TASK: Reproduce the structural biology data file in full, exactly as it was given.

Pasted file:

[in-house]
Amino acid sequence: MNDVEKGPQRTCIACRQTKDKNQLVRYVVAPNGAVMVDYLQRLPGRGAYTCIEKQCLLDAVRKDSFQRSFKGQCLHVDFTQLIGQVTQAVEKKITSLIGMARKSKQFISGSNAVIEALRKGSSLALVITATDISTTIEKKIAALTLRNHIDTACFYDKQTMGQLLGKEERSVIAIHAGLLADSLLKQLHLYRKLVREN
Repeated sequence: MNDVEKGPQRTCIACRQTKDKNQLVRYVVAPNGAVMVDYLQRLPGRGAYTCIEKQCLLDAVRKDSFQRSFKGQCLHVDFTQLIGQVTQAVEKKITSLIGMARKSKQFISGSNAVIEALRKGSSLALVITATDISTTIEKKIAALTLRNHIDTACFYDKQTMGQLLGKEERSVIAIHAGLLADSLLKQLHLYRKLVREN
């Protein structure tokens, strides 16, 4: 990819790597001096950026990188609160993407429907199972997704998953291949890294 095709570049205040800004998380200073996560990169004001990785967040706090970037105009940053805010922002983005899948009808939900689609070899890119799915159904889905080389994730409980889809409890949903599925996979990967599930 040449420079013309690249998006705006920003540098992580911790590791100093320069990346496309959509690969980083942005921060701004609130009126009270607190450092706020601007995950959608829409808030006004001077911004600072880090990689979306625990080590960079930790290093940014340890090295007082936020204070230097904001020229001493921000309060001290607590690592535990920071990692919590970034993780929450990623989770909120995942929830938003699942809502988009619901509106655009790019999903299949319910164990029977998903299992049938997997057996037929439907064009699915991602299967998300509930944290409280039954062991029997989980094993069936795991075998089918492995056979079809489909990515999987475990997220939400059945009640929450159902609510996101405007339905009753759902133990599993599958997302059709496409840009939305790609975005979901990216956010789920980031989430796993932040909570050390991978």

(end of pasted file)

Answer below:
[in-house]
Amino acid sequence: MNDVEKGPQRTCIACRQTKDKNQLVRYVVAPNGAVMVDYLQRLPGRGAYTCIEKQCLLDAVRKDSFQRSFKGQCLHVDFTQLIGQVTQAVEKKITSLIGMARKSKQFISGSNAVIEALRKGSSLALVITATDISTTIEKKIAALTLRNHIDTACFYDKQTMGQLLGKEERSVIAIHAGLLADSLLKQLHLYRKLVREN
Repeated sequence: MNDVEKGPQRTCIACRQTKDKNQLVRYVVAPNGAVMVDYLQRLPGRGAYTCIEKQCLLDAVRKDSFQRSFKGQCLHVDFTQLIGQVTQAVEKKITSLIGMARKSKQFISGSNAVIEALRKGSSLALVITATDISTTIEKKIAALTLRNHIDTACFYDKQTMGQLLGKEERSVIAIHAGLLADSLLKQLHLYRKLVREN
């Protein structure tokens, strides 16, 4: 990819790597001096950026990188609160993407429907199972997704998953291949890294 095709570049205040800004998380200073996560990169004001990785967040706090970037105009940053805010922002983005899948009808939900689609070899890119799915159904889905080389994730409980889809409890949903599925996979990967599930 040449420079013309690249998006705006920003540098992580911790590791100093320069990346496309959509690969980083942005921060701004609130009126009270607190450092706020601007995950959608829409808030006004001077911004600072880090990689979306625990080590960079930790290093940014340890090295007082936020204070230097904001020229001493921000309060001290607590690592535990920071990692919590970034993780929450990623989770909120995942929830938003699942809502988009619901509106655009790019999903299949319910164990029977998903299992049938997997057996037929439907064009699915991602299967998300509930944290409280039954062991029997989980094993069936795991075998089918492995056979079809489909990515999987475990997220939400059945009640929450159902609510996101405007339905009753759902133990599993599958997302059709496409840009939305790609975005979901990216956010789920980031989430796993932040909570050390991978």